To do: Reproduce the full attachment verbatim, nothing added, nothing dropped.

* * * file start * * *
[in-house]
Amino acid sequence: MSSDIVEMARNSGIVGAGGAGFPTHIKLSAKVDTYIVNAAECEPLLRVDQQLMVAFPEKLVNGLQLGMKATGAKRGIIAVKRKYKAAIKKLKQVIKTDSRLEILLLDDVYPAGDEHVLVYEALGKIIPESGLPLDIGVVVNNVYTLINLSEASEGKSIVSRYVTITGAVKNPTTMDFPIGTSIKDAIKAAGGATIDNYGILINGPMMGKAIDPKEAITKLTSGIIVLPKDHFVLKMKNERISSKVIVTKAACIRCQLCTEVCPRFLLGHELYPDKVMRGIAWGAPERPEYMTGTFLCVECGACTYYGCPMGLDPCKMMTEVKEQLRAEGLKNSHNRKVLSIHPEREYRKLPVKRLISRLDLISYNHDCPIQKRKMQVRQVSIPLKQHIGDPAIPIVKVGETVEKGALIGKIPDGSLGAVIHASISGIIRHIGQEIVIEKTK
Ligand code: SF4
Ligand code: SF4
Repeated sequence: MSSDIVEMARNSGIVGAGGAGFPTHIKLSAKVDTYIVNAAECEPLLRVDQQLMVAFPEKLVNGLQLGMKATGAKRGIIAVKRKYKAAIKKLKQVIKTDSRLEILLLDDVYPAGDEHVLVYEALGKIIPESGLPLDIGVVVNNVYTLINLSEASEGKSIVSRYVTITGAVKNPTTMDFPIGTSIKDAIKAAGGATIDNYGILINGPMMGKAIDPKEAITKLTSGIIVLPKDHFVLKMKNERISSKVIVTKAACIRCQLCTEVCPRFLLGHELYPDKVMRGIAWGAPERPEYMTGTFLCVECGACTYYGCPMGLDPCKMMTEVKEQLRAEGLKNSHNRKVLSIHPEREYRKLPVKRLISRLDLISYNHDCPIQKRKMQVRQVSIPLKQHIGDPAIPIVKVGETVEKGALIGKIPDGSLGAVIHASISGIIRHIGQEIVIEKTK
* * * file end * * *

[in-house]
Amino acid sequence: MSSDIVEMARNSGIVGAGGAGFPTHIKLSAKVDTYIVNAAECEPLLRVDQQLMVAFPEKLVNGLQLGMKATGAKRGIIAVKRKYKAAIKKLKQVIKTDSRLEILLLDDVYPAGDEHVLVYEALGKIIPESGLPLDIGVVVNNVYTLINLSEASEGKSIVSRYVTITGAVKNPTTMDFPIGTSIKDAIKAAGGATIDNYGILINGPMMGKAIDPKEAITKLTSGIIVLPKDHFVLKMKNERISSKVIVTKAACIRCQLCTEVCPRFLLGHELYPDKVMRGIAWGAPERPEYMTGTFLCVECGACTYYGCPMGLDPCKMMTEVKEQLRAEGLKNSHNRKVLSIHPEREYRKLPVKRLISRLDLISYNHDCPIQKRKMQVRQVSIPLKQHIGDPAIPIVKVGETVEKGALIGKIPDGSLGAVIHASISGIIRHIGQEIVIEKTK
Ligand code: SF4
Ligand code: SF4
Repeated sequence: MSSDIVEMARNSGIVGAGGAGFPTHIKLSAKVDTYIVNAAECEPLLRVDQQLMVAFPEKLVNGLQLGMKATGAKRGIIAVKRKYKAAIKKLKQVIKTDSRLEILLLDDVYPAGDEHVLVYEALGKIIPESGLPLDIGVVVNNVYTLINLSEASEGKSIVSRYVTITGAVKNPTTMDFPIGTSIKDAIKAAGGATIDNYGILINGPMMGKAIDPKEAITKLTSGIIVLPKDHFVLKMKNERISSKVIVTKAACIRCQLCTEVCPRFLLGHELYPDKVMRGIAWGAPERPEYMTGTFLCVECGACTYYGCPMGLDPCKMMTEVKEQLRAEGLKNSHNRKVLSIHPEREYRKLPVKRLISRLDLISYNHDCPIQKRKMQVRQVSIPLKQHIGDPAIPIVKVGETVEKGALIGKIPDGSLGAVIHASISGIIRHIGQEIVIEKTK